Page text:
45.465141, -98.488068 — ABERDEEN, South Dakota

Before we get to the Aberdeen portion of the trip, I have to preface this section by explaining some things that were going on in my personal life that made for an even more eventful trip. On Monday, November 23rd, I had one wisdom tooth extracted. It was a routine extraction, but I was still going to be under general anesteshia for the surgery. Normally, I reserve this kind of work for the offseason, especially anything having to do with my mouth considering how important to my job that particular body part is. However, I was in pain and I wanted to get it done ASAP. With me needing to go under general anaesthesia, I was informed that someone would have to be with me for 6-8 hours after the surgery and knowing that, I chose November 23rd. Not only was it a Monday with plenty of time to recover before the weekend's games, it was also the Monday before Thanksgiving and I knew my mom would be in town visiting for the holiday. Who better to help with post-surgery care than Mom? The day of the extraction came, the wisdom tooth was pulled, and I was on the road to recovery. Thanks for nursing me back to health, Mom.

Fast-forward a few days and it's Black Friday, November 27th. We were supposed to be playing a home game against the St. Cloud Norsemen, the first matchup of the season between us and the newly named Norsemen. Instead, we were on a bus in the A.M. hours headed to South Dakota for two games against the Wings. The start of this trip was pretty normal for us, we're used to leaving the day of a game. For me, however, things inside my mouth weren't progressing as planned. I was in a bit of dull pain, but nothing I couldn't handle with some ibuprofen and ice packs on the bus.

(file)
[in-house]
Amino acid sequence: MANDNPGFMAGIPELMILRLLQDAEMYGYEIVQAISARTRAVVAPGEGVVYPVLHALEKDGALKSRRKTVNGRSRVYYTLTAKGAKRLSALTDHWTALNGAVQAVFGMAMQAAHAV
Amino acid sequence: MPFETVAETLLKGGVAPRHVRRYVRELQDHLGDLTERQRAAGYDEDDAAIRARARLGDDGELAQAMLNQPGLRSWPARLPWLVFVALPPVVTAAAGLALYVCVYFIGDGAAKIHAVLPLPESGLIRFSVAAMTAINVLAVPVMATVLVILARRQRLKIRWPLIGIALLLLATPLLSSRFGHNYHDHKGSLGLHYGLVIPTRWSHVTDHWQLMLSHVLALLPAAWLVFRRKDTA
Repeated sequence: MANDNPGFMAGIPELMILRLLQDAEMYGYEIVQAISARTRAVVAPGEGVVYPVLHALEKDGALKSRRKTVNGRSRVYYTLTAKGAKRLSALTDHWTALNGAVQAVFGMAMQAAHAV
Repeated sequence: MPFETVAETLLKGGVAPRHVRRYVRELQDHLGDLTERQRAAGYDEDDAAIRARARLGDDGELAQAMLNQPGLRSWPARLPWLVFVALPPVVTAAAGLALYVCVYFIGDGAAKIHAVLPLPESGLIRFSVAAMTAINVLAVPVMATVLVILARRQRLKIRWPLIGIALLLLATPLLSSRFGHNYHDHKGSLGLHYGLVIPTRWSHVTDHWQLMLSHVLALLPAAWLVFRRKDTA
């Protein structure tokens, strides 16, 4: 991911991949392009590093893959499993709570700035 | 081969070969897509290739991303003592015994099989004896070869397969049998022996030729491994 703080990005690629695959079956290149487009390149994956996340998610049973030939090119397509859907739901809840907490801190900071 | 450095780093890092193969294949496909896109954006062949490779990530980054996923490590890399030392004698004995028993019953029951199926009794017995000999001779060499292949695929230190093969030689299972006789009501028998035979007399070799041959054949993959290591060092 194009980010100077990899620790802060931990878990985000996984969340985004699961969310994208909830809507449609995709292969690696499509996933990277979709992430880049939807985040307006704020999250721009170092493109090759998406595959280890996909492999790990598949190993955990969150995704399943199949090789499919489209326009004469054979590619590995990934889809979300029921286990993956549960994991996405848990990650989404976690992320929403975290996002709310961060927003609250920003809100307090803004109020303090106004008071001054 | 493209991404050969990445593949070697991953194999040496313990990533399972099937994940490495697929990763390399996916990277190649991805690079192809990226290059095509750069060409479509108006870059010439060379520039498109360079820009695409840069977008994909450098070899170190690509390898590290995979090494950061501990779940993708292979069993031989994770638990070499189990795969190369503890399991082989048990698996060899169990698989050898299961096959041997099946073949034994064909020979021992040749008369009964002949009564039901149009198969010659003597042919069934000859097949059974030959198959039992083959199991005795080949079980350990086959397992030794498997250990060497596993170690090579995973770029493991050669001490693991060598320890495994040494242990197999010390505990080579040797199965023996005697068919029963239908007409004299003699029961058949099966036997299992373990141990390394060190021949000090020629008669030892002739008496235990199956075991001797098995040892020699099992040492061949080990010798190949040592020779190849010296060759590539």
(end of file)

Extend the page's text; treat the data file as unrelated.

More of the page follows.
We arrived in Aberdeen, as we would any other game and it was a relief to play some hockey. I'm usually the first one off the bus when we arrive to a road game. Since I sit up front near the coaches, and they generally stay onboard until everyone departs, my suited-up body is the first one out the door. As I broke the threshold of the Odde Ice Arena, I took pause. Looking around the landscape of the NAHL at the time, we knew how lucky we were to be competing. Even teams in our own division such as the Norsemen, or the Minnesota Wilderness, had opted to take time off. Some took more time than others and it wasn't always by choice. The hard work of the league, the division, and our ownership group particularly made this all possible. I'm very aware of how our situation could have been entirely different this season. Jamestown, Corpus Christi, Kansas City, and Springfield all opted-out in 2020-21. As someone who lost a job once before to a team ceasing operations, I'm more aware of the consequences it brings, and it's always in the back of my mind. Standing in Aberdeen, ready to call a game because of the efforts of so many people who just wanted to play hockey, which by connection allowed me to call a hockey game, it was a semi-emotional moment for me.